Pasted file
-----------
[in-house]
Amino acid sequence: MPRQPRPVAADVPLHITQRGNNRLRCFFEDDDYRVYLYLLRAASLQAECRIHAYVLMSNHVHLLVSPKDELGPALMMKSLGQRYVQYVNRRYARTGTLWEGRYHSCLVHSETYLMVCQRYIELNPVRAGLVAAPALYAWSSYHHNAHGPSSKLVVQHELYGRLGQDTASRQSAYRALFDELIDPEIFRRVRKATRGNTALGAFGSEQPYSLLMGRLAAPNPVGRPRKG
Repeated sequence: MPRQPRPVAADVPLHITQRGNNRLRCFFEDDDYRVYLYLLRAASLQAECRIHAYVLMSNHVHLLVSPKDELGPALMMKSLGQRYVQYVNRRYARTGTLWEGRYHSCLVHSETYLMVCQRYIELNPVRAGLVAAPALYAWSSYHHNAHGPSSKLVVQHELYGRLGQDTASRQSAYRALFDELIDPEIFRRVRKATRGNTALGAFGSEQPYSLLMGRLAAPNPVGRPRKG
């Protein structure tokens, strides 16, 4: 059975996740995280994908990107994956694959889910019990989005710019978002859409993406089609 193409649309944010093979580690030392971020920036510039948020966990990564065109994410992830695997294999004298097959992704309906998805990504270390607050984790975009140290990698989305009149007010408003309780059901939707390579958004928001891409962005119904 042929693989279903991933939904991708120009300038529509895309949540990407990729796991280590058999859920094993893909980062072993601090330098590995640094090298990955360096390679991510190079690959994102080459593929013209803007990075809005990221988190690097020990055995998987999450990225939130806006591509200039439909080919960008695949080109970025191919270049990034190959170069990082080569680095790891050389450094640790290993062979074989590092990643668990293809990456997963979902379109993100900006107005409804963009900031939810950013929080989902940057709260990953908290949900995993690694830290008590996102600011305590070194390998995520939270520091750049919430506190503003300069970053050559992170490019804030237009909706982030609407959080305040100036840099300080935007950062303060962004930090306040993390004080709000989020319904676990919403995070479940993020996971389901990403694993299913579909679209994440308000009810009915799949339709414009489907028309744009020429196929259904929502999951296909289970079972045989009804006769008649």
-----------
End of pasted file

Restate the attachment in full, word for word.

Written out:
[in-house]
Amino acid sequence: MPRQPRPVAADVPLHITQRGNNRLRCFFEDDDYRVYLYLLRAASLQAECRIHAYVLMSNHVHLLVSPKDELGPALMMKSLGQRYVQYVNRRYARTGTLWEGRYHSCLVHSETYLMVCQRYIELNPVRAGLVAAPALYAWSSYHHNAHGPSSKLVVQHELYGRLGQDTASRQSAYRALFDELIDPEIFRRVRKATRGNTALGAFGSEQPYSLLMGRLAAPNPVGRPRKG
Repeated sequence: MPRQPRPVAADVPLHITQRGNNRLRCFFEDDDYRVYLYLLRAASLQAECRIHAYVLMSNHVHLLVSPKDELGPALMMKSLGQRYVQYVNRRYARTGTLWEGRYHSCLVHSETYLMVCQRYIELNPVRAGLVAAPALYAWSSYHHNAHGPSSKLVVQHELYGRLGQDTASRQSAYRALFDELIDPEIFRRVRKATRGNTALGAFGSEQPYSLLMGRLAAPNPVGRPRKG
């Protein structure tokens, strides 16, 4: 059975996740995280994908990107994956694959889910019990989005710019978002859409993406089609 193409649309944010093979580690030392971020920036510039948020966990990564065109994410992830695997294999004298097959992704309906998805990504270390607050984790975009140290990698989305009149007010408003309780059901939707390579958004928001891409962005119904 042929693989279903991933939904991708120009300038529509895309949540990407990729796991280590058999859920094993893909980062072993601090330098590995640094090298990955360096390679991510190079690959994102080459593929013209803007990075809005990221988190690097020990055995998987999450990225939130806006591509200039439909080919960008695949080109970025191919270049990034190959170069990082080569680095790891050389450094640790290993062979074989590092990643668990293809990456997963979902379109993100900006107005409804963009900031939810950013929080989902940057709260990953908290949900995993690694830290008590996102600011305590070194390998995520939270520091750049919430506190503003300069970053050559992170490019804030237009909706982030609407959080305040100036840099300080935007950062303060962004930090306040993390004080709000989020319904676990919403995070479940993020996971389901990403694993299913579909679209994440308000009810009915799949339709414009489907028309744009020429196929259904929502999951296909289970079972045989009804006769008649």